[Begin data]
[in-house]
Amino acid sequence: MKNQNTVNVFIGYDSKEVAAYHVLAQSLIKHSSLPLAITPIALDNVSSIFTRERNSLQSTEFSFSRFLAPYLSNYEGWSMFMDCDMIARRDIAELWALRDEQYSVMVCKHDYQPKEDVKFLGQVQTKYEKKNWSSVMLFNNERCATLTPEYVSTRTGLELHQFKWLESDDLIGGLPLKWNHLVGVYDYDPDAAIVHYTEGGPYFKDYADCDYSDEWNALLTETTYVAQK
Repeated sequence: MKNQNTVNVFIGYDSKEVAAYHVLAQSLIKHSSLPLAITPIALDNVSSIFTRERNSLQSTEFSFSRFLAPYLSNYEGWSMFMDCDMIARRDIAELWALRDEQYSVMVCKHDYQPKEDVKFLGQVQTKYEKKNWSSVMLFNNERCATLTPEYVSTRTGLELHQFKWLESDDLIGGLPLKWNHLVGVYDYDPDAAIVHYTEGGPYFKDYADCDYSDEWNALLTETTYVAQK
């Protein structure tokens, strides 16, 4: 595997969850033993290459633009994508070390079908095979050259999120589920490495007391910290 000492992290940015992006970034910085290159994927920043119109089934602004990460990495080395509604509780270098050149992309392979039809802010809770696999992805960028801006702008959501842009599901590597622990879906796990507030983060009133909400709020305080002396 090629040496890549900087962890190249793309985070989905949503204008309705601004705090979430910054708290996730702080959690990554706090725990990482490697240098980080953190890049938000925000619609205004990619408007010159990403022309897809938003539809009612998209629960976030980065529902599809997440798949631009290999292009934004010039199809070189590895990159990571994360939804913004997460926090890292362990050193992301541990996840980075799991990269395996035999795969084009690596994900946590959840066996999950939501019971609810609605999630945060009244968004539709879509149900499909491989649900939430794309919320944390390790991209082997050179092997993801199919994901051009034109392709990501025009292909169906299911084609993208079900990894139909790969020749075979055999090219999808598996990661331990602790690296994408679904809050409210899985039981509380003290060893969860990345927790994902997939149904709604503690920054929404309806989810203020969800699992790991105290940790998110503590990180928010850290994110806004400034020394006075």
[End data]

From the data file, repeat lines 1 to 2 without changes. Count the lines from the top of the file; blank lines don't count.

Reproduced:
[in-house]
Amino acid sequence: MKNQNTVNVFIGYDSKEVAAYHVLAQSLIKHSSLPLAITPIALDNVSSIFTRERNSLQSTEFSFSRFLAPYLSNYEGWSMFMDCDMIARRDIAELWALRDEQYSVMVCKHDYQPKEDVKFLGQVQTKYEKKNWSSVMLFNNERCATLTPEYVSTRTGLELHQFKWLESDDLIGGLPLKWNHLVGVYDYDPDAAIVHYTEGGPYFKDYADCDYSDEWNALLTETTYVAQK